Fellows will study classic examples of rhetoric and contemporary political speeches, with a view toward understanding the relationship between political rhetoric and emotions, and how these connections can be both useful and dangerous, especially for democracies.

Image: Hubert Robert, Landscape with Temple Ruin and People Listening to an Orator, 1750

Robert Bartlett on rhetoric and its consequences for democracy.


Robert C. Bartlett

Robert C. Bartlett is the Behrakis Professor of Hellenic Political Studies at Boston College. His principal area of research is classical political philosophy, with particular attention to the thinkers of ancient Hellas, including Thucydides, Plato, and Aristotle. He is the co-translator of a new edition of Aristotle’s Nicomachean Ethics.

Preview the Syllabus by Week/Session


  • Aristotle, Rhetoric, Book 1, Chs. 1–3
  • Socrates’s Account of Rhetoric in Plato’s Gorgias (463a–c, 464b–466a)

Epideictic Rhetoric

Judicial Rhetoric

Deliberative Rhetoric


Discussion Questions:

  1. What is Aristotle’s definition of rhetoric?
  2. What is the gist of Aristotle’s critique of the “technical writers” who dealt with rhetoric before him?
  3. Can you think of recent examples of deliberative rhetoric?


On Pathos

  • Aristotle, Rhetoric, 2.1–2 (on anger) & 2.8 (on pity)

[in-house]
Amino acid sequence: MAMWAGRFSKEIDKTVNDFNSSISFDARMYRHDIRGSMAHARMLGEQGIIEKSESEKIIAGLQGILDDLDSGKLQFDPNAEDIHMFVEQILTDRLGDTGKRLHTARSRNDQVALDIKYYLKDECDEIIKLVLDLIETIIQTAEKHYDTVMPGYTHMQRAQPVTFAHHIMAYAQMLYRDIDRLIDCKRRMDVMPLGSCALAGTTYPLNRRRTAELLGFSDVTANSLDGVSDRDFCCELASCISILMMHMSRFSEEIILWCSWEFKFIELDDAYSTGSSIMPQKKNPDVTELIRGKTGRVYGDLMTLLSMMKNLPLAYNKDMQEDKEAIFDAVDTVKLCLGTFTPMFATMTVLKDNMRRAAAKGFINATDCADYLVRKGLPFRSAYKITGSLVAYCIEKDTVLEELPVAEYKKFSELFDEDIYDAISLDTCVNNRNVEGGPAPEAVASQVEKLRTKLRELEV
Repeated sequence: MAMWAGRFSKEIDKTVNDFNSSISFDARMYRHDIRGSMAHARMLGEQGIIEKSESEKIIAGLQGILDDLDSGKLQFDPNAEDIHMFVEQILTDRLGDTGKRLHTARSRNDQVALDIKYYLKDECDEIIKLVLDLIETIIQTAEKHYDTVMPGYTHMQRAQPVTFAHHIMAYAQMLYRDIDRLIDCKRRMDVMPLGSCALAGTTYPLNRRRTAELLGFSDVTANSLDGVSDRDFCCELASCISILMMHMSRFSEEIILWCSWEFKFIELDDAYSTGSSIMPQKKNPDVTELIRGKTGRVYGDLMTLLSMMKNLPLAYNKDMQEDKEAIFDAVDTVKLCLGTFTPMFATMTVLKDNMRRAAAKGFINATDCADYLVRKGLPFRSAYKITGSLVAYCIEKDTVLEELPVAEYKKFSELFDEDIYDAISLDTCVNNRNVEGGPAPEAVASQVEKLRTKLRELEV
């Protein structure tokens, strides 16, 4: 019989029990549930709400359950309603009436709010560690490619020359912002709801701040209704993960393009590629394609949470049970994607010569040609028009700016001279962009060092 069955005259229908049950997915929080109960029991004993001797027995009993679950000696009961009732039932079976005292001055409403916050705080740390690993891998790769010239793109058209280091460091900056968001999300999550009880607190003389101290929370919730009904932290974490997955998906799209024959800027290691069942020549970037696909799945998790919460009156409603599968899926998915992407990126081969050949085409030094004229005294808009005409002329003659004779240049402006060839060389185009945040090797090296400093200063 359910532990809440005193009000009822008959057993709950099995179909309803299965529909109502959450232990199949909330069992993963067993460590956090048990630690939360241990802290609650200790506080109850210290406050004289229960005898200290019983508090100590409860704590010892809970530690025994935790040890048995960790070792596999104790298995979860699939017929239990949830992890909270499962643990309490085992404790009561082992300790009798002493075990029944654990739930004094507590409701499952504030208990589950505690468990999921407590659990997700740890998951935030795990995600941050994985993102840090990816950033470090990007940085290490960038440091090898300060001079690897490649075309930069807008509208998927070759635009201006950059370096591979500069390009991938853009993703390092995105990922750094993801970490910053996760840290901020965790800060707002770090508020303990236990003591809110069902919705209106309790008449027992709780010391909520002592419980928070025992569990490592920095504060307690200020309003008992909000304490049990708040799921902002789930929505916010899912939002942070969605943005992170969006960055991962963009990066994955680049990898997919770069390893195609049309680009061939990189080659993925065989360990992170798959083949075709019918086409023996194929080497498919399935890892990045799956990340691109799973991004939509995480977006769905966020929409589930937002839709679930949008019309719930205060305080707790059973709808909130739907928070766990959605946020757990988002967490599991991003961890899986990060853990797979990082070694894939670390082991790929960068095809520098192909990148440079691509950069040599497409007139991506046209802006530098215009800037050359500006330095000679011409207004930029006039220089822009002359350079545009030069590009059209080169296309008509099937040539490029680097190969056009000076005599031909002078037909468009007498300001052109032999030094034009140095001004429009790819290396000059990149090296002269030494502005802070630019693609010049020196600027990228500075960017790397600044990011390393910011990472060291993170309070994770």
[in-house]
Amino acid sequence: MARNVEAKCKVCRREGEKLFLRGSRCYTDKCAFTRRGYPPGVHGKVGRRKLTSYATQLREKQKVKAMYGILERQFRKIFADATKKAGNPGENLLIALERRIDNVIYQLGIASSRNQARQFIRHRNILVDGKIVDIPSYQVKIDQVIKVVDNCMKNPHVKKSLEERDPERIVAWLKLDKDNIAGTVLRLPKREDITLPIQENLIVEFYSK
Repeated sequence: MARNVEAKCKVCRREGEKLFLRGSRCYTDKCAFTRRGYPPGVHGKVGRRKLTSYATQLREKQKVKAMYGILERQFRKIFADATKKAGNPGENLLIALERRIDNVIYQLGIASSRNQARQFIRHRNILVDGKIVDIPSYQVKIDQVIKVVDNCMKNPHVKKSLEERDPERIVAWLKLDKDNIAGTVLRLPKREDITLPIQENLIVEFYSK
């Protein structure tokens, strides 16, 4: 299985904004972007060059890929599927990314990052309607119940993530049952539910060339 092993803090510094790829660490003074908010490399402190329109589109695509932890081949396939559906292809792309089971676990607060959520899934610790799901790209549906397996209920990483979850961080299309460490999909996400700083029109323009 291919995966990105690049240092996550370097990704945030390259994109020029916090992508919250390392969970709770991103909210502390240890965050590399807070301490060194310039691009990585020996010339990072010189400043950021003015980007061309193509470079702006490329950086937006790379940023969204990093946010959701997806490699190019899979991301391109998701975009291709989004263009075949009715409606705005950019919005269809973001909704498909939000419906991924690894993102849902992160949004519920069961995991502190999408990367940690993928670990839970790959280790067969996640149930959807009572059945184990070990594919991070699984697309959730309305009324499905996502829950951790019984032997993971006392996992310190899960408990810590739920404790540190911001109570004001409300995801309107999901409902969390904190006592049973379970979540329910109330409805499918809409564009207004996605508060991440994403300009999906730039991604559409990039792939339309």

• Cleon on the Fate of the Mytileneans (Thucydides, 3.36–49)

On Ethos

On Logos


Discussion Questions

  1. How does Cleon’s speech to his fellow Athenians exemplify the use of pathos as a mode of persuasion? How well does it do so?
  2. As between Nixon and Obama, who in your judgment more effectively portrayed his own character in a favorable light?


Rhetoric & Style

  • Rhetoric, 3.1–2
  • Mark Twain, “Die Schrecken der Deutsche Sprache” [“The Horrors of the German Language”] (November 21, 1897)
  • General George S. Patton, “Speech to the Third Army” (June 5, 1944)
  • Woody Allen, “My Address to Graduates” (August 10, 1979)

Rhetoric in Times of Crisis & Doubt

  • Abraham Lincoln, “On the Perpetuation of Our Political Institutions” (January 27, 1838)
  • Neville Chamberlain, “Munich Agreement” (September 30, 1938)
  • Duff Cooper, “Speech in the House of Commons” (October 3, 1938)
  • Winston Churchill, “Blood, Sweat, and Tears” (May 13, 1940)
  • John F. Kennedy, “Cuban Missile Crisis Speech” (October 22, 1962)
  • Jimmy Carter, “Crisis of Confidence” (July 15, 1979)
  • Bill Clinton, “I did not have…” (January 26, 1998)
  • Allan Bloom, “Western Civ” Address at Harvard (December 7, 1988)


Discussion Questions

  1. How well does the style of Patton’s speech reflect its purpose and content?
  2. As between JFK, Carter, and Clinton, who in your estimation dealt with the crisis facing him most effectively?



Discussion Questions

  1. Evaluate the arguments, and the manner of presenting of the arguments, of any of the anti-suffrage speakers.
  2. Who makes the better argument: Power or Sommers—and why?

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